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DOL Overtime Rule on the Horizon: What You Need to Know

The US Department of Labor (DOL) is making significant strides towards introducing a new overtime rule, marking an important development in labor regulations. On July 13, 2023, the DOL took a critical step by submitting a draft of the overtime rule to the White House's Office of Management and Budget (OMB) for final review. This action places the overtime rule at Step 4 of the 9-step federal regulatory process and suggests that a proposed rule may be on the horizon within the next 100 days.

Executive Order 12866 mandates that the OMB conduct a cost-benefit analysis for economically significant regulations, a criteria the overtime rule is highly likely to meet. The OMB has 10 days to make an initial determination of the rule's economic significance, followed by another 90 days for a comprehensive review. However, it's important to note that the 90-day review period can be extended indefinitely by the DOL or for up to 30 days by the OMB.

While the DOL has previously postponed the overtime rule's release, further delays may complicate the Biden administration's defense of the rule against anticipated legal challenges. The DOL has confirmed sending a proposed rule to the OMB but has yet to comment on the timeline.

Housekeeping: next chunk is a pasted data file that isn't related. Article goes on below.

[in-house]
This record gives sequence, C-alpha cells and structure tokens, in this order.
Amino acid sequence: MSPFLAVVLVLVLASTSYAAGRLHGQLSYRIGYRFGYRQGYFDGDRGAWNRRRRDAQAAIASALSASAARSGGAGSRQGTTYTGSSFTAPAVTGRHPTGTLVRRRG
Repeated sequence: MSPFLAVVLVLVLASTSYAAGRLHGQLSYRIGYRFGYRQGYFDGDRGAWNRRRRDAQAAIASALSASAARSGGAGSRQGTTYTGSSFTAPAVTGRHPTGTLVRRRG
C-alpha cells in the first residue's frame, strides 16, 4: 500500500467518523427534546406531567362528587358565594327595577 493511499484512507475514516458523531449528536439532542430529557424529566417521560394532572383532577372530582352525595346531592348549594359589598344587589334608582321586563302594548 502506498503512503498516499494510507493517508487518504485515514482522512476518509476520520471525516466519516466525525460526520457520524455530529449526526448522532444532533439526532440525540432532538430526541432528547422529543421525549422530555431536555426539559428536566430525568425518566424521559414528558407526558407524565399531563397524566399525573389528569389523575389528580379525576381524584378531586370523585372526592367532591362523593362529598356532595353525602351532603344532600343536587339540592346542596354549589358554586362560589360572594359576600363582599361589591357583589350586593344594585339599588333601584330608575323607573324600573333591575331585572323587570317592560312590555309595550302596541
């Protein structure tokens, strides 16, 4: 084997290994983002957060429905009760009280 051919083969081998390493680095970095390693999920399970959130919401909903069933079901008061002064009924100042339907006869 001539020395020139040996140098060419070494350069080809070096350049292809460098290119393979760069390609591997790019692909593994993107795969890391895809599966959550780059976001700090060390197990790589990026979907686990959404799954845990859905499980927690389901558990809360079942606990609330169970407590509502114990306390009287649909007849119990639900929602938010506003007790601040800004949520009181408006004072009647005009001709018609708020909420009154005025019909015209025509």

HR professionals are eagerly anticipating the release of the proposed rule, as it will provide valuable insights into what to expect in the final rule. One key expectation is an increase in the minimum salary for employees exempt from overtime requirements under the Fair Labor Standards Act (FLSA). Currently set at $35,568 per year, experts anticipate the new minimum salary to fall within the range of $46,800 to $52,000 annually. Additionally, the DOL may consider annual inflation adjustments and modifications to the duties tests for overtime exemptions.

Once the proposed overtime rule is published, the public will have a minimum of 30 days to submit comments before the DOL can issue a final rule. Following this, the final rule, if classified as a major rule, would come into effect no sooner than 60 days after its publication in the Federal Register. As the DOL progresses through the regulatory process, HR professionals and employers should stay informed and prepare for potential changes in overtime regulations.

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